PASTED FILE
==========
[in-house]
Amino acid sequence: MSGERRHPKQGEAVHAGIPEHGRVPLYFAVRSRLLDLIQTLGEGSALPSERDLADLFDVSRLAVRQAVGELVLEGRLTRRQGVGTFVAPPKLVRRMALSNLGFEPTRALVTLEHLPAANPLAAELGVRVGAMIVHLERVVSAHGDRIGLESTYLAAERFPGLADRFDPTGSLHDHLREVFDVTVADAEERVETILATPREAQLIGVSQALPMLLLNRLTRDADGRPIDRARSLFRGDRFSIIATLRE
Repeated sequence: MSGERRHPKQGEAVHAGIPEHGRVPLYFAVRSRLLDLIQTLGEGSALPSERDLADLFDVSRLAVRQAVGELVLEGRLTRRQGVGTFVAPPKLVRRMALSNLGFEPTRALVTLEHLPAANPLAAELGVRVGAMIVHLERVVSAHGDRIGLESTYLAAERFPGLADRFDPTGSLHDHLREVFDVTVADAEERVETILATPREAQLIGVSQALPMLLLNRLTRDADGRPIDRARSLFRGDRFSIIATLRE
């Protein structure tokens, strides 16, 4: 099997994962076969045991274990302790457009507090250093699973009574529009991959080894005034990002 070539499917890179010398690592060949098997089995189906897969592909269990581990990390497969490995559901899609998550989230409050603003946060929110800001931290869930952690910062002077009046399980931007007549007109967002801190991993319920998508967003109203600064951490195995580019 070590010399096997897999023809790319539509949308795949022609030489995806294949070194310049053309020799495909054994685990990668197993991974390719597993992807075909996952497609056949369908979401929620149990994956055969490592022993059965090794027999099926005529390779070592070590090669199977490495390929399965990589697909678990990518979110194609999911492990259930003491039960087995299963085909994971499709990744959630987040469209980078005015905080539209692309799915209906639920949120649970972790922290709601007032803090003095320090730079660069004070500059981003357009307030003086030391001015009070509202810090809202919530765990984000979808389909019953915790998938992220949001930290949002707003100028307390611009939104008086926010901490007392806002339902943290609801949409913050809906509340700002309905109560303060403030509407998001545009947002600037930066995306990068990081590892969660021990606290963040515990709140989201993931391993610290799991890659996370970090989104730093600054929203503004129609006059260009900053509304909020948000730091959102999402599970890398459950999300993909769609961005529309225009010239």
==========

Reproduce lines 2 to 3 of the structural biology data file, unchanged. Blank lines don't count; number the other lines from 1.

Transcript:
Amino acid sequence: MSGERRHPKQGEAVHAGIPEHGRVPLYFAVRSRLLDLIQTLGEGSALPSERDLADLFDVSRLAVRQAVGELVLEGRLTRRQGVGTFVAPPKLVRRMALSNLGFEPTRALVTLEHLPAANPLAAELGVRVGAMIVHLERVVSAHGDRIGLESTYLAAERFPGLADRFDPTGSLHDHLREVFDVTVADAEERVETILATPREAQLIGVSQALPMLLLNRLTRDADGRPIDRARSLFRGDRFSIIATLRE
Repeated sequence: MSGERRHPKQGEAVHAGIPEHGRVPLYFAVRSRLLDLIQTLGEGSALPSERDLADLFDVSRLAVRQAVGELVLEGRLTRRQGVGTFVAPPKLVRRMALSNLGFEPTRALVTLEHLPAANPLAAELGVRVGAMIVHLERVVSAHGDRIGLESTYLAAERFPGLADRFDPTGSLHDHLREVFDVTVADAEERVETILATPREAQLIGVSQALPMLLLNRLTRDADGRPIDRARSLFRGDRFSIIATLRE